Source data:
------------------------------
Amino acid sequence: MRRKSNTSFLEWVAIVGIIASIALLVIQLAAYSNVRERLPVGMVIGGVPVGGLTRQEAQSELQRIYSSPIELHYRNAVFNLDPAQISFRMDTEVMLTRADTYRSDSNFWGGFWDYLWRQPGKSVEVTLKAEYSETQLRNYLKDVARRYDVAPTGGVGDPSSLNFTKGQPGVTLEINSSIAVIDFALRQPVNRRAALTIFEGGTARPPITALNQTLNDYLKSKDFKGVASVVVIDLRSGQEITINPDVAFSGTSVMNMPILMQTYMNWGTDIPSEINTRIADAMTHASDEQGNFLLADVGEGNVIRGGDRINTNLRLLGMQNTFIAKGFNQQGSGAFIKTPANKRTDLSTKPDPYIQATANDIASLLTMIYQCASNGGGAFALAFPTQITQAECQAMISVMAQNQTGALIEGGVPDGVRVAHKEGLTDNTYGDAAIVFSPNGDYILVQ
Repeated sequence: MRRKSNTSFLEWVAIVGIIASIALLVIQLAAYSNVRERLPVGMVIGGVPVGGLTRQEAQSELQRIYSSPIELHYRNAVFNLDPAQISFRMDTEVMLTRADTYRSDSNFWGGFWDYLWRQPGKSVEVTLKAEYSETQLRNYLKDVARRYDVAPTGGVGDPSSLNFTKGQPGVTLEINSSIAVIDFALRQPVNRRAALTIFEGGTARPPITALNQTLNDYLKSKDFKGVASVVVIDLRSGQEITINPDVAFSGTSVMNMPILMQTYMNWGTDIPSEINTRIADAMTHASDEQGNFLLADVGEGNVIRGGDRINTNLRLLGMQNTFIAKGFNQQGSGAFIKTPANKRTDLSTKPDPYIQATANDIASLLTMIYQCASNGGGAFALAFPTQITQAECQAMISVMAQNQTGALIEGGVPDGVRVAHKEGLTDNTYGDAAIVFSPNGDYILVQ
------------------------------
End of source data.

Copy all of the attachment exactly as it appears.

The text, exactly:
Amino acid sequence: MRRKSNTSFLEWVAIVGIIASIALLVIQLAAYSNVRERLPVGMVIGGVPVGGLTRQEAQSELQRIYSSPIELHYRNAVFNLDPAQISFRMDTEVMLTRADTYRSDSNFWGGFWDYLWRQPGKSVEVTLKAEYSETQLRNYLKDVARRYDVAPTGGVGDPSSLNFTKGQPGVTLEINSSIAVIDFALRQPVNRRAALTIFEGGTARPPITALNQTLNDYLKSKDFKGVASVVVIDLRSGQEITINPDVAFSGTSVMNMPILMQTYMNWGTDIPSEINTRIADAMTHASDEQGNFLLADVGEGNVIRGGDRINTNLRLLGMQNTFIAKGFNQQGSGAFIKTPANKRTDLSTKPDPYIQATANDIASLLTMIYQCASNGGGAFALAFPTQITQAECQAMISVMAQNQTGALIEGGVPDGVRVAHKEGLTDNTYGDAAIVFSPNGDYILVQ
Repeated sequence: MRRKSNTSFLEWVAIVGIIASIALLVIQLAAYSNVRERLPVGMVIGGVPVGGLTRQEAQSELQRIYSSPIELHYRNAVFNLDPAQISFRMDTEVMLTRADTYRSDSNFWGGFWDYLWRQPGKSVEVTLKAEYSETQLRNYLKDVARRYDVAPTGGVGDPSSLNFTKGQPGVTLEINSSIAVIDFALRQPVNRRAALTIFEGGTARPPITALNQTLNDYLKSKDFKGVASVVVIDLRSGQEITINPDVAFSGTSVMNMPILMQTYMNWGTDIPSEINTRIADAMTHASDEQGNFLLADVGEGNVIRGGDRINTNLRLLGMQNTFIAKGFNQQGSGAFIKTPANKRTDLSTKPDPYIQATANDIASLLTMIYQCASNGGGAFALAFPTQITQAECQAMISVMAQNQTGALIEGGVPDGVRVAHKEGLTDNTYGDAAIVFSPNGDYILVQ